Officials fired over New Orleans' response to torrential rain, flooding

  • Officials fired over New Orleans' response to torrential rain, flooding

Officials fired over New Orleans' response to torrential rain, flooding

Last weekend, New Orleans saw some of the most intense rain and flooding it's had in a decade, testing the limits of the city's pumping system.

The fire Wednesday night damaged one of the turbines that powers numerous city's pumping stations, reducing the city's ability to drain stormwater from the streets, according to Mayor Mitch Landrieu's office.

Some of the only parishes not affected by the damaged Claiborne Avenue station are New Orleans East, the Lower Ninth Ward, and Algiers.

All neighborhoods west of the Industrial Canal risk flooding, according to the Office of the Mayor. Some of New Orleans's pump stations rely on a turn-of-the-20th-Century power plant that's not able to power every pump during a heavy downpour. Landrieu said he also wants the Sewerage and Water Board to fire its superintendent and communications director.

The Orleans Parish School Board said in a statement Thursday that schools are closed Thursday "out of abundance of caution".

At a 2 a.m. press conference, Landrieu says that the turbine issue will be resolved in the next 24 to 48 hours.

In anticipation of more rain, NOLA officials are already "urging residents in the affected area to move their vehicles to higher ground, take necessary actions to protect personal property, and stay off of roadways during rainstorms unless an emergency makes it absolutely necessary to do so". The Office of the Mayor had no further details on the fire.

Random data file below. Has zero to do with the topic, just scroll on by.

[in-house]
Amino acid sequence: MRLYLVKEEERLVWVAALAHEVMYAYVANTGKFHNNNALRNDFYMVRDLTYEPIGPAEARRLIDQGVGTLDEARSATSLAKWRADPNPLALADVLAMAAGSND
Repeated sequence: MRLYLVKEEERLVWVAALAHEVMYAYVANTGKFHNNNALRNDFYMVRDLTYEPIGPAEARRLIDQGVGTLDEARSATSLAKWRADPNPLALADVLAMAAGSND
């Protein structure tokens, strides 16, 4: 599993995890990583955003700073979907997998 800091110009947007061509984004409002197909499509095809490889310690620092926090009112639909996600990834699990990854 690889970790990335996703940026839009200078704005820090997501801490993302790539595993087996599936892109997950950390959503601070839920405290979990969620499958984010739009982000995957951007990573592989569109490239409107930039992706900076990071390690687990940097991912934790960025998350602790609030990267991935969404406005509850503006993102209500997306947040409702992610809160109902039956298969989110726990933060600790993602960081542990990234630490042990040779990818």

Some of the pumps "were offline due to maintenance" and another "pump station operated at just 52 percent capacity", CBS News reported.

"The power we have available to us now will not be enough to pump the city out in the time needed", Landrieu said. It could, and will, happen in other parts of the Southeast as well - but they may be better prepared to handle it than a city below sea level with a crippled pump system.

Landreau said the city had an "army" of people working to restore the downed turbine, and was hopeful that it could be restored before the day is through.

The National Weather Service of New Orleans forecasts a.25 to.50 inches of rain will fall today.